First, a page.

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Yoga is good for your back
Have you ever said, “I have a bad back”?
Has back pain ever interfered with your life? Welcome to the vast majority of the adult population.
Now here’s the big question: Is back discomfort such a common occurrence that you’ve simply resigned yourself to living with it?
In a British study dating from 1984, 2,700 people between the ages of 30 and 60 practiced yoga for two hours a week for a minimum of one year.
Various conditions were studied, ranging from anxiety to migraines.
Of the 2,700 participants, 1,142 reported back disorders of some kind. Of those, 98 per cent experienced an improvement in their condition. (Source: Yoga as Medicine, by Timothy McCall, M.D.)
If your doctor were to recommend a drug that had a 98 per cent success rate in helping your back pain, I’m guessing you’d be willing to try it.
Perhaps you haven’t tried yoga for your back pain because you have a perception that yoga is only for young, strong, athletic people with lots of flexibility (it’s not).
Or maybe you’re hesitant because you think it might interfere with your religious beliefs. (Although yoga does have a spiritual aspect, it’s practiced by people of all faiths.)
The right kind of yoga can be a profound addition to whatever you’re already doing to care for your back. Look for a “Yoga for Backs” class, or sign up for some private classes with a yoga therapist.
You’ll learn specific positions or movements to help return your back to normal functioning; you’ll discover how to breathe properly and you’ll be fully supported in learning to relax – a powerful step toward healing. (If you have a severe back condition, please check with your physician to ensure yoga therapy is appropriate for you.)
Don’t settle for living in pain. The right kind of yoga can help.
Catherine Reid is a Registered Yoga Teacher, offering a variety of classes in the Comox Valley. To experience the rich health benefits of yoga, call 250-898-8414 or visit www.catherinereid.ca
Want to try yoga? Sign up for the BCS Enrichment Program. All classes are filled for the spring 2014. Check back for the May schedule or join us anytime at the studio. Click here for the calender to find a time and class that fits you. Click on the class on the calendar to see the description. Questions call 701-255-8499.
Exercise has long been hailed as an elixir for the brain, to boost your mood, improve learning, and ward off memory loss. But yoga may be even better.
Just in time for the return of Lululemon’s yoga pants—which thankfully are no longer see-through—new research published in the Journal of Physical Activity and Health suggests that yoga practice temporarily boosts memory and focus more than jogging. A small study involving 30 female college students, who weren’t regular practitioners of yoga, found that they performed better on cognitive tests after performing yoga for 20 minutes as compared to when they jogged on a treadmill just before taking the tests.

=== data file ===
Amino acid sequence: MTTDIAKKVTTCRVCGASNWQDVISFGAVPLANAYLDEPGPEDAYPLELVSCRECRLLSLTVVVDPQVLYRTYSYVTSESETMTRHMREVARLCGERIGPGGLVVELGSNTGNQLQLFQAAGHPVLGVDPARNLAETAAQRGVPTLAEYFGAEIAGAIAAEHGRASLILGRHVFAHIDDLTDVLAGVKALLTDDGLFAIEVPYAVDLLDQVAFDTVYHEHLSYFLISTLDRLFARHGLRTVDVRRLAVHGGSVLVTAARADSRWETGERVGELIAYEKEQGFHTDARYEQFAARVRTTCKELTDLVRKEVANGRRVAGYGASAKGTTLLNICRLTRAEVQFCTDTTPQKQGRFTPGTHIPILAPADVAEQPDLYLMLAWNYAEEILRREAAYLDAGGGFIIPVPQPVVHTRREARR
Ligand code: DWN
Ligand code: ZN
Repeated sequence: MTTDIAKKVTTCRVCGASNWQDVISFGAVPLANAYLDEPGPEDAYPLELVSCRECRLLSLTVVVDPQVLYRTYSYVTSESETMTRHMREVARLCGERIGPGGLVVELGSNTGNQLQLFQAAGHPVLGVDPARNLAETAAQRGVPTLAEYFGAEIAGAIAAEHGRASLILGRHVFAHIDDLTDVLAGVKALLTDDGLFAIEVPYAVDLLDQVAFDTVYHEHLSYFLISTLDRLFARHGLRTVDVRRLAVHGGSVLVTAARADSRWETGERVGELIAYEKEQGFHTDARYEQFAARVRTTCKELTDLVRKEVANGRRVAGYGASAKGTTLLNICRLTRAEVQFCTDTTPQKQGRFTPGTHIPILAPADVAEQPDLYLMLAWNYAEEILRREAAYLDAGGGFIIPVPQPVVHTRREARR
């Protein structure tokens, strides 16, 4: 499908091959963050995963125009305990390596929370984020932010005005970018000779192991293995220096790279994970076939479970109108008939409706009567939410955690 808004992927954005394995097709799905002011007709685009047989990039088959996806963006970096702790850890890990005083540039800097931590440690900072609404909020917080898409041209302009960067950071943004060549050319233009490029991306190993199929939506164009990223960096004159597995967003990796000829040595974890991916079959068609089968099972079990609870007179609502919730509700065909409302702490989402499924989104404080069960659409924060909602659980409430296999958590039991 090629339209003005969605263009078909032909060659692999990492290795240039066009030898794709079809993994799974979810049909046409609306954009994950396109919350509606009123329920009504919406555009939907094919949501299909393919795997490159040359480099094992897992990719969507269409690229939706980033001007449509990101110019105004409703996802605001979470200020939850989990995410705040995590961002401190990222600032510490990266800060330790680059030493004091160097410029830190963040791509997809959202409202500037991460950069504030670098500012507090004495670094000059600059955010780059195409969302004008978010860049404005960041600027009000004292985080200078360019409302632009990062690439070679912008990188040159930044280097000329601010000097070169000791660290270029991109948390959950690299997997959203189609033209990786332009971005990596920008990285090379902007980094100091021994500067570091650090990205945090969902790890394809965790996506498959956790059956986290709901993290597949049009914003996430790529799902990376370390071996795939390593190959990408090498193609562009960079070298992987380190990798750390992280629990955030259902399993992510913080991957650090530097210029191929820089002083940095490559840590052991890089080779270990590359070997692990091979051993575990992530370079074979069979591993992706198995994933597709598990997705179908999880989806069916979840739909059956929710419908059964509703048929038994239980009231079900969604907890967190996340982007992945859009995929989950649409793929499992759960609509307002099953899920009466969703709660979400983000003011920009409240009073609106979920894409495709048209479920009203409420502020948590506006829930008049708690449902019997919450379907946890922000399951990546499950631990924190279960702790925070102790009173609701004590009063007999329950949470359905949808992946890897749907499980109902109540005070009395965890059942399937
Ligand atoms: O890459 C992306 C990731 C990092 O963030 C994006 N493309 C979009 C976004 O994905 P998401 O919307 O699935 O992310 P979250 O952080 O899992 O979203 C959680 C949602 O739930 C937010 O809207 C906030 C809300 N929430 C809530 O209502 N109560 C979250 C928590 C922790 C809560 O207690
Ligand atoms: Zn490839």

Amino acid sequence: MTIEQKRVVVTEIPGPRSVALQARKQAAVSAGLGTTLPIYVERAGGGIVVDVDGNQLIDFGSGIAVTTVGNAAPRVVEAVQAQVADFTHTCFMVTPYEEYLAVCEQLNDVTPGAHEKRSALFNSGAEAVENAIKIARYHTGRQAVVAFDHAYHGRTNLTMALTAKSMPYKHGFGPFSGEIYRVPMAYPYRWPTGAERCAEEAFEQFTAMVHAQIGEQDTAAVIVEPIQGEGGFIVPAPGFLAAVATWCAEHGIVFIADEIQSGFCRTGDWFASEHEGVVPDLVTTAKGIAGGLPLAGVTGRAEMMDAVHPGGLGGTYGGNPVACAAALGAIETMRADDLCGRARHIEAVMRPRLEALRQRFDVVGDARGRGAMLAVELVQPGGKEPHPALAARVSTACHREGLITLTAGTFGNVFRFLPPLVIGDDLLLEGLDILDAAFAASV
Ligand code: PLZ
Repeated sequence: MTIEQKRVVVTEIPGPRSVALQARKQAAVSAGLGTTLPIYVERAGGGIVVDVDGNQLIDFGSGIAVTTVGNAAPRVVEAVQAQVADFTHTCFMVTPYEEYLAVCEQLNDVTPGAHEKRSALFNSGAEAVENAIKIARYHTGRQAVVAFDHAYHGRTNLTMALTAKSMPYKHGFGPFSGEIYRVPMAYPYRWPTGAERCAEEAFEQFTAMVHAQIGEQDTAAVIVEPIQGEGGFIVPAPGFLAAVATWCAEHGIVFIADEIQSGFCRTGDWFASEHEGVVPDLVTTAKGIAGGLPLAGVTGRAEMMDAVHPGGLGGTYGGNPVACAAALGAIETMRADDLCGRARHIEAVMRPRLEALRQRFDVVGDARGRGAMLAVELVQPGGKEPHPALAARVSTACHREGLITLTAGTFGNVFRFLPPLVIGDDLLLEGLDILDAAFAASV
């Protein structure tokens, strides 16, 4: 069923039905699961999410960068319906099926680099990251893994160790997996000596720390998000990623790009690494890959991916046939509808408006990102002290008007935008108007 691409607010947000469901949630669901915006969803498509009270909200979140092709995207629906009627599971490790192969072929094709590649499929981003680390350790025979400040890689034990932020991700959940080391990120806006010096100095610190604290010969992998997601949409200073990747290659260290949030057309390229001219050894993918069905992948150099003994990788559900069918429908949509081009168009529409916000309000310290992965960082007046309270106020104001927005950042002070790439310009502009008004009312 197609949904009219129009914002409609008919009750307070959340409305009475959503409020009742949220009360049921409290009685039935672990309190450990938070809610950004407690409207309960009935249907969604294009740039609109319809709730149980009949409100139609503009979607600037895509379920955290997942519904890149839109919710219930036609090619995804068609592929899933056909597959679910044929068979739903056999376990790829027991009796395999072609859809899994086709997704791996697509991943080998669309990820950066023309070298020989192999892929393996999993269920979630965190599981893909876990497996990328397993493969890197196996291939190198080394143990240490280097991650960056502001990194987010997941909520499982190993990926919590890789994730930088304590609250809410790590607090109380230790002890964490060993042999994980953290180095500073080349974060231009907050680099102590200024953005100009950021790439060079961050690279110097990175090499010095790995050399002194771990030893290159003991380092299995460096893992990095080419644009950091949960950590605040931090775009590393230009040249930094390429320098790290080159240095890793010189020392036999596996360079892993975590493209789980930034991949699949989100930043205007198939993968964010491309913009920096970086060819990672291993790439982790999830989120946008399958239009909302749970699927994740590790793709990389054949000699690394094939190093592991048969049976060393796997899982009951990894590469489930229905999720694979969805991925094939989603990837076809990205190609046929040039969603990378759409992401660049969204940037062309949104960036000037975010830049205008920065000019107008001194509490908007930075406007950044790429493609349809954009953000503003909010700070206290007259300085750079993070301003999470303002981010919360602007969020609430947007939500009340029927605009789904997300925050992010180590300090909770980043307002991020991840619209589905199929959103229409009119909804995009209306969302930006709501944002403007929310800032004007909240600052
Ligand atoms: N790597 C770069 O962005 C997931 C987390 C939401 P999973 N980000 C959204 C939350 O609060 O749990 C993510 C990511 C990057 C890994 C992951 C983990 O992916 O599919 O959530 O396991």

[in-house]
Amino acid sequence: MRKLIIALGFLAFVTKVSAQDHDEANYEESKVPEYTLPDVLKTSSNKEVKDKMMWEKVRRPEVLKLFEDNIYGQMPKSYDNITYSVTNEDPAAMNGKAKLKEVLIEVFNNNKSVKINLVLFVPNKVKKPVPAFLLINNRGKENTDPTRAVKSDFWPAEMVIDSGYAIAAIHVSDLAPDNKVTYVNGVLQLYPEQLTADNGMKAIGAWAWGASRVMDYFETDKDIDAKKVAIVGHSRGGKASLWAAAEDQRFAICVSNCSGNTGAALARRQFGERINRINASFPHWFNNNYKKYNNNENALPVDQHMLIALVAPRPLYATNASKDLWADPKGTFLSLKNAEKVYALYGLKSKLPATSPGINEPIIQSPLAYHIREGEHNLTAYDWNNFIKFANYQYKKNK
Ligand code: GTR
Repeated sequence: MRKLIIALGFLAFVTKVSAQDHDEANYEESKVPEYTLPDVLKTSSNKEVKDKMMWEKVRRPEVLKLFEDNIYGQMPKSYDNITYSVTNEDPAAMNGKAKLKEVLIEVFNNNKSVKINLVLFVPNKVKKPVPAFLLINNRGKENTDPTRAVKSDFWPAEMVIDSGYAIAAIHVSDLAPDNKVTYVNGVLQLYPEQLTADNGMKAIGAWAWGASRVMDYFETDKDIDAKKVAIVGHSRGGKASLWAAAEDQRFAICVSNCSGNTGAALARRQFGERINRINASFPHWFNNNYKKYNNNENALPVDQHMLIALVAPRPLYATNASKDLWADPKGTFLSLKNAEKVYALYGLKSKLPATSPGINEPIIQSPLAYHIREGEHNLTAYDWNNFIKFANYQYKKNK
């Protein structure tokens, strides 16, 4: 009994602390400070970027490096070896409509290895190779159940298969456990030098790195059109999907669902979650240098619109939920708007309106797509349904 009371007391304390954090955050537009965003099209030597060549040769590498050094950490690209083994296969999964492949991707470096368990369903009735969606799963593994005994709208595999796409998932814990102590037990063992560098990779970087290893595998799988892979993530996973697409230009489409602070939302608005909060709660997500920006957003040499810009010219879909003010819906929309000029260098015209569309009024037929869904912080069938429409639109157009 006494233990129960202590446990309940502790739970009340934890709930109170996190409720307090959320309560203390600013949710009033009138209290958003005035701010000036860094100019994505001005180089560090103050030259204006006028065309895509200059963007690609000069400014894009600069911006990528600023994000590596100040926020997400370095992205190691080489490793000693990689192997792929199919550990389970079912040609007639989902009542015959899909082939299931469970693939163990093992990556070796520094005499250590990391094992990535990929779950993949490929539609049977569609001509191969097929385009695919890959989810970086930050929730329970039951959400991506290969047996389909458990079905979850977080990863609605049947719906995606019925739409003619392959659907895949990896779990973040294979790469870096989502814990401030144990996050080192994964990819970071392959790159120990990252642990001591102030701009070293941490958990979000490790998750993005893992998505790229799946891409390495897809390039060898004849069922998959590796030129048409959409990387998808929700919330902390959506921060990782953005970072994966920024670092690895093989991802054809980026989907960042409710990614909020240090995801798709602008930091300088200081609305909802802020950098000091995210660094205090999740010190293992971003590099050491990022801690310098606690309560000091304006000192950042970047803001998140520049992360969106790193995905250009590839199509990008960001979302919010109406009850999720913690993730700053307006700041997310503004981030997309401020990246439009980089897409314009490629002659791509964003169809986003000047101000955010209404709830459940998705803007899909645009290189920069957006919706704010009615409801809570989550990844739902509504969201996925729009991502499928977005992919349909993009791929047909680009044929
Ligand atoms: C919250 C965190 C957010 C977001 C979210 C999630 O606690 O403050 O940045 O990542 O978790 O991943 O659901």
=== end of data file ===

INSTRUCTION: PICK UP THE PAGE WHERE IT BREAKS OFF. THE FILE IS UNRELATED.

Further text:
How to explain the difference?
“While practicing yoga, you are focused on your breath and mindfully aware of your postures,” said study author Neha Gothe, an exercise psychologist at the University of Illinois at Urbana-Champaign. “These mental exercises seem to affect the way you think and focus outside of yoga practice. The practice also reduces anxiety and stress, and that in itself can lead to better cognitive performance.”
The mental performance boost lasted 30 to 40 minutes after the yoga session, but more research is needed to determine whether regular yoga practice leads to more sustained brain benefits in terms of learning, memory, and focus.
On the other hand, the researchers didn’t see much cognitive boost at all from aerobic exercise compared to cognitive tests taken before the exercise sessions.
Gothe told me she was surprised to see that aerobic exercise didn’t offer these benefits—which is in contrast to other study findings. “The cognitive tests we used are a little different from the ones used in other aerobic exercise studies that have shown positive effects,” she said. Previous research examined effects on brain function several hours—rather than a few minutes –after exercise, which could have made a difference.
Yoga may have a more “immediate” effect, Gothe speculated, whereas aerobic exercise may have more of a “delayed” effect. Also participants in some previous exercise studies were very physically fit, which could indicate that regular exercise confers cognitive benefits over time.
Getting 30 minutes a day of cardiovascular exercise—running, walking, biking, swimming—is still key for good health, Gothe emphasized. But from this particular study, she added, “it appears that doing yoga before an exam, an interview or big presentation might help you perform better!”
By Deborah Kotz / Globe Staff Daily Dose 06/12/2013 | 5:03 PM
On this page each week I will add new information about the benefits of yoga and meditation. Starting in March 2014 Adam will guide you in meditation every Monday evening at 7:00 – 8:00. Click here to read about the benefits of meditation.